I would also, like to ask what is your vendetta if that is what the V for Vendetta is all about.

the prof

May 25th, 2010
3:15 pm

PBM, take off the robes and pointy hat and reveal your true self.

catlady

May 25th, 2010
3:16 pm

40 years ago a girl was moved from her rural high school to our high school. She had not had the same access to the rigorous classes, but was named co-valedictorian, after only 2 semesters (with one semester of grades) from my high school. Her parents threatened to sue if she was not honored. There must not be such a thing as evolution, because we still have spineless administrators today.

When my daughter graduated 7 years ago as number 7 in her class, three of the kids “ahead” of her had not taken any AP or honors classes, and thus had not been tested above the general class level. I think in addition to residency requirements there should be certain classes required to be eligible for the honor.



Freedom Education

May 25th, 2010
3:16 pm

I thought society solved this problem with the “Participation Award”?
Everyone gets one… : )

[...] This post was mentioned on Twitter by 9thPeriod Marketing and 9thPeriod Marketing, Maureen Downey. Maureen Downey said: First in her class, but third at her new school after desegregation. Valedictorian loss still hurts. http://bit.ly/bTsaOT [...]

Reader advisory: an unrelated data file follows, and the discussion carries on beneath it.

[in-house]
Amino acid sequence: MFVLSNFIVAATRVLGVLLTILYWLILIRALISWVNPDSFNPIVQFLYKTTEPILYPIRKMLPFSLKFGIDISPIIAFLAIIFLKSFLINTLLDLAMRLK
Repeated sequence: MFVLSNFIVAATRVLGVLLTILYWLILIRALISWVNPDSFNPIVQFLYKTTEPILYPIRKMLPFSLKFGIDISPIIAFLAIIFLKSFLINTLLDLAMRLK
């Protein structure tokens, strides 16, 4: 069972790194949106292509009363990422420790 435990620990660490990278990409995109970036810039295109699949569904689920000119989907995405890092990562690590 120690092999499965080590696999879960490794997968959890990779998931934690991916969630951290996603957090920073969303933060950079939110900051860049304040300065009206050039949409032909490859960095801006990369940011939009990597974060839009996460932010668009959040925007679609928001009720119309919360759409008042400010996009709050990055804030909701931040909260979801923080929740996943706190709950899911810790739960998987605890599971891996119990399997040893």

Economicwoes

May 25th, 2010
4:29 pm

I remember being propositioned, getting my ass slapped, and called names when they integrated the high schools in Dekalb. The problem, I was a white girl being harassed by the newly bussed black boys.

Lee

May 25th, 2010
5:41 pm

Much ado about nothing. The kid didn’t meet the criteria to be named valedictorian. End of story.

Regarding Dekalb educator Melvina Jordan, if she went four years at her new school, she might have been valedictorian – she might not.

IF a frog had wings……

Mattie

May 25th, 2010
8:54 pm

I was at Milton’s graduation, and was aware of the valedictorian controversy. What was interesting to me was the fact that not only was Mr. Kumar ruled ineligible for that honor, he also was not awarded either of the two other honors given out that night. One was the AJC Cup, the name of the 2nd escapes me, however they were awarded to the best all-around students as judged by the faculty. He was given a nice round of applause when his name was called out, but nothing more than many other students received.

V for Vendetta

May 25th, 2010
9:12 pm

Angela,